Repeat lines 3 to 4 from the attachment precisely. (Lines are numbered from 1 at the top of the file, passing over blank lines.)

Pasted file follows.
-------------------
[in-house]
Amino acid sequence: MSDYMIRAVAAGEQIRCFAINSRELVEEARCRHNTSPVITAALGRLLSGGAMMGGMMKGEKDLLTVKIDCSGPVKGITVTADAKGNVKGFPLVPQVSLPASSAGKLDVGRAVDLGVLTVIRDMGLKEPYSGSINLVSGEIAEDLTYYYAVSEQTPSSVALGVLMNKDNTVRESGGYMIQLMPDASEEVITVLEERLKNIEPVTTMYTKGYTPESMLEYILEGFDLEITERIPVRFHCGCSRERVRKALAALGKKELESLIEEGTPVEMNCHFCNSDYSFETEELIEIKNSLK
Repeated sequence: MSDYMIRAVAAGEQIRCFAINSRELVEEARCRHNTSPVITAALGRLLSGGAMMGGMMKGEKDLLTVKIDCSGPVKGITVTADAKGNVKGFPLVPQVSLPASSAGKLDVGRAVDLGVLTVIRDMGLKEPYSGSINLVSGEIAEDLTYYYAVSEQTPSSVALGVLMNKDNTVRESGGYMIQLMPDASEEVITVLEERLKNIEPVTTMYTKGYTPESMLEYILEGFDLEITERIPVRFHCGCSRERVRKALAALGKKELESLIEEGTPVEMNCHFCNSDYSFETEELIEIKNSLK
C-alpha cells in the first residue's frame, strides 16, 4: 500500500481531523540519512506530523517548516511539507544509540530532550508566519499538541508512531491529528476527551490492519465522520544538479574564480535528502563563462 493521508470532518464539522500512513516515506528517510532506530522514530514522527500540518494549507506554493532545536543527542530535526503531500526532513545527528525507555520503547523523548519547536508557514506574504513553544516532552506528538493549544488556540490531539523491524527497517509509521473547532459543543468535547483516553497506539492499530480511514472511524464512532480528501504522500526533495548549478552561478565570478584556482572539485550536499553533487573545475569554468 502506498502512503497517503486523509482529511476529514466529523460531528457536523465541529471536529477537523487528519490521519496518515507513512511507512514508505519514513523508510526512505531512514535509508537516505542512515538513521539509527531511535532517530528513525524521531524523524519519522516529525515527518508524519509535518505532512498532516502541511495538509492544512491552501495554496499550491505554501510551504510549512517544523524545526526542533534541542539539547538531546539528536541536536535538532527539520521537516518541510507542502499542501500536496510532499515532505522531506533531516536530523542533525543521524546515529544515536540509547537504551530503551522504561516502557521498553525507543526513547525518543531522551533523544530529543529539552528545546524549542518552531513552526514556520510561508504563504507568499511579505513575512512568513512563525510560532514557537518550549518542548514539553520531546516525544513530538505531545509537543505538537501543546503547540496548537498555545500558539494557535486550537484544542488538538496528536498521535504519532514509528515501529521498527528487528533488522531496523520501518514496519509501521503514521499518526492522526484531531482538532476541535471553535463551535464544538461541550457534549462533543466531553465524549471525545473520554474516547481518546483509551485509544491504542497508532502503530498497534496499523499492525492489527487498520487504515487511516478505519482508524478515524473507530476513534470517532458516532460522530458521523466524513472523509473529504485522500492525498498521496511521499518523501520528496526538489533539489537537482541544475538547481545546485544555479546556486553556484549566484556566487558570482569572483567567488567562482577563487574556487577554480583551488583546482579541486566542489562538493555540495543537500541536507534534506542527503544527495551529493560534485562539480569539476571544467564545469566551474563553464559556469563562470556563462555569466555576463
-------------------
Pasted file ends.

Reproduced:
Repeated sequence: MSDYMIRAVAAGEQIRCFAINSRELVEEARCRHNTSPVITAALGRLLSGGAMMGGMMKGEKDLLTVKIDCSGPVKGITVTADAKGNVKGFPLVPQVSLPASSAGKLDVGRAVDLGVLTVIRDMGLKEPYSGSINLVSGEIAEDLTYYYAVSEQTPSSVALGVLMNKDNTVRESGGYMIQLMPDASEEVITVLEERLKNIEPVTTMYTKGYTPESMLEYILEGFDLEITERIPVRFHCGCSRERVRKALAALGKKELESLIEEGTPVEMNCHFCNSDYSFETEELIEIKNSLK
C-alpha cells in the first residue's frame, strides 16, 4: 500500500481531523540519512506530523517548516511539507544509540530532550508566519499538541508512531491529528476527551490492519465522520544538479574564480535528502563563462 493521508470532518464539522500512513516515506528517510532506530522514530514522527500540518494549507506554493532545536543527542530535526503531500526532513545527528525507555520503547523523548519547536508557514506574504513553544516532552506528538493549544488556540490531539523491524527497517509509521473547532459543543468535547483516553497506539492499530480511514472511524464512532480528501504522500526533495548549478552561478565570478584556482572539485550536499553533487573545475569554468 502506498502512503497517503486523509482529511476529514466529523460531528457536523465541529471536529477537523487528519490521519496518515507513512511507512514508505519514513523508510526512505531512514535509508537516505542512515538513521539509527531511535532517530528513525524521531524523524519519522516529525515527518508524519509535518505532512498532516502541511495538509492544512491552501495554496499550491505554501510551504510549512517544523524545526526542533534541542539539547538531546539528536541536536535538532527539520521537516518541510507542502499542501500536496510532499515532505522531506533531516536530523542533525543521524546515529544515536540509547537504551530503551522504561516502557521498553525507543526513547525518543531522551533523544530529543529539552528545546524549542518552531513552526514556520510561508504563504507568499511579505513575512512568513512563525510560532514557537518550549518542548514539553520531546516525544513530538505531545509537543505538537501543546503547540496548537498555545500558539494557535486550537484544542488538538496528536498521535504519532514509528515501529521498527528487528533488522531496523520501518514496519509501521503514521499518526492522526484531531482538532476541535471553535463551535464544538461541550457534549462533543466531553465524549471525545473520554474516547481518546483509551485509544491504542497508532502503530498497534496499523499492525492489527487498520487504515487511516478505519482508524478515524473507530476513534470517532458516532460522530458521523466524513472523509473529504485522500492525498498521496511521499518523501520528496526538489533539489537537482541544475538547481545546485544555479546556486553556484549566484556566487558570482569572483567567488567562482577563487574556487577554480583551488583546482579541486566542489562538493555540495543537500541536507534534506542527503544527495551529493560534485562539480569539476571544467564545469566551474563553464559556469563562470556563462555569466555576463